DIY String Art Sign

DIY String Art Sign DIY String Art Sign

I love the rustic look of string art and the 3-D texture it creates.  This sign not only makes a statement by itself, but would also compliment a gallery wall nicely.  Exciting news- this project only takes a few hours to complete once all of the materials are together!  (I made this sign as a wedding gift, so it is resting against my mantle in these pictures.  I do apologize that I do not have pretty pictures of the sign neatly hung.)


Materials Needed:

Wood (mine was a 1 x 8 x 48 board from Lowes)

Finishing Saw (if needed)

Black Spray Paint

White Spray Paint

Printer

Fancy Fonts (optional)

 Tape (Scotch, Painters, etc)

Drill

1/16 Drill Bit

Nails (~ 1.25” long)

Twine

Hanging Hardware


DIY STRING ART SIGN:

Start by cutting the wood to the desired size using a finishing saw and sand the freshly cut edges.  My original board was about 48 inches, so I cut my board roughly in half.

Antique the wood by first spray painting the wood black.  After the black paint has dried, spray paint the wood with a couple of coats of white spray paint (allow paint to dry between coats).  Then using a fine grit sandpaper, sand the edges of the wood and softly run the sandpaper over the top of the sign.  You should start to see some of the black paint showing where you sanded.  Antique the wood to your liking!

Choose a font and size for the desired script.  (Free fonts can be downloaded from this site.)  I have a regular inkjet printer and only had 8.5 x 11” printer paper on-hand, so I printed my script, Clifford, over three pieces of paper and then taped them together.  This process can also be completed using an outline of a state, shape, letter, number, etc.  The sky is the limit!

Align the printed script over the ‘antiqued’ wood and tape it where desired.

If you have super strength or a soft wood, you can simply hammer in the nails.  Be sure to include a nail on every major ‘joint’ and edge of the lettering.  The more nails you place, the more legible the sign.  If you are weak like me, I would advice drilling in starter holes everywhere you want to place a nail; be careful not to drill all the way thru the board.  Try to drill your starter holes straight down into the wood, not at an angle.  As you can see in my photos, I placed an old red rug (that I only use for projects such as this) underneath of my sign to protect my table.  Don’t mind my messy work-space…no judging…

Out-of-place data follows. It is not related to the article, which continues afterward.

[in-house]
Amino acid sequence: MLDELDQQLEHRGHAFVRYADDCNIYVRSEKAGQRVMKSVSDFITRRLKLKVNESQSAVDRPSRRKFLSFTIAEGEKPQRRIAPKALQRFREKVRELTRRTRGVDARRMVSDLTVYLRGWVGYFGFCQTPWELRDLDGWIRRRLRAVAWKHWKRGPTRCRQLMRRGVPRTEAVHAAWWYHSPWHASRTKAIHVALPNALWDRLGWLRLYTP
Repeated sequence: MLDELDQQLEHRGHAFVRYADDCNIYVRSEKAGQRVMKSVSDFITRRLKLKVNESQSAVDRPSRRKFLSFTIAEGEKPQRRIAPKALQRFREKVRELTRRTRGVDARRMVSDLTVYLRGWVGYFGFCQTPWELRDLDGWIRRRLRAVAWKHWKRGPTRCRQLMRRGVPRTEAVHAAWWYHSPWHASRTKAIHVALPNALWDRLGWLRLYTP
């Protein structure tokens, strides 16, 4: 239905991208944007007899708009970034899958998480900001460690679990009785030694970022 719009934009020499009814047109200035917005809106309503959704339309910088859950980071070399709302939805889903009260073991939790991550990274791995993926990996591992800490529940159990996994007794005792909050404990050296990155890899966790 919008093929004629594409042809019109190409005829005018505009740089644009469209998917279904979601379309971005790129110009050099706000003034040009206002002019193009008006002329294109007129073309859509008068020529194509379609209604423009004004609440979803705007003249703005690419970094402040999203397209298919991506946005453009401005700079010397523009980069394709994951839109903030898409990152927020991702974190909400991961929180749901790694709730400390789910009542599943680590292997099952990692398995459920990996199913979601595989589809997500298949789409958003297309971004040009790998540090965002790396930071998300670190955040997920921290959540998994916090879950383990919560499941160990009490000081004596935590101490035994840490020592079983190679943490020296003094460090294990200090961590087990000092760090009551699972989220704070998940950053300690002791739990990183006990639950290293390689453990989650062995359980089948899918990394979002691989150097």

string art sign
Peel off the printed script that you had taped to the wood, and begin hammering in your nails in each drilled hole.  Ensure that the nails are all nice and snug!  (This is another reason why it is better to drill the holes first, then you don’t have to tear the paper away from all of the nooks-and-crannies once the nails are in.)

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Once all of the nails are placed, it is time to begin twining!  Triple knot the twine as tight as possible directly under the head of a nail on the first letter (or last in my case!).  Then you get to be creative!  You can string the twine any way you’d like, just try to keep the density of string consistent across the lettering and keep the twine up and under the nail heads.  You may want to plan some time to ensure you can complete the ‘twining’ in one sitting as the string needs to be pulled taught throughout this process.

When the twine portion is completed (or you come to a break in your script), again triple knot the twine as tight as possible directly under the nail head.  This was actually the hardest part for me as it started to hurt my fingers after a bit, maybe wearing some gloves would make this portion easier?

string art sign
Hint: The lettering can be confusing when you can only see the nails, so use the original printer-page script as a reference when you are placing the twine.  True story- I was watching the Gilmore Girls ‘knit-a-thon’ episode whilst stringing my twine.

string art sign
Admire your lovely work for a minute, then grab a buddy.  Its time to install the hanging hardware!  Since the string is so taught, I was worried that by loosening (or displacing) one nail, I could ruin an entire section of my ‘twining’.  Therefore, I didn’t trust turning the sign over on itself to install the hanging hardware.  Therefore I suggest grabbing a buddy and having them hold the sign up so that you can install the hanging hardware on the back (being extremely careful not to hammer your helpers fingers!)

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I have a few more ideas bobbing around in my head for string art signs, so keep posted!

 

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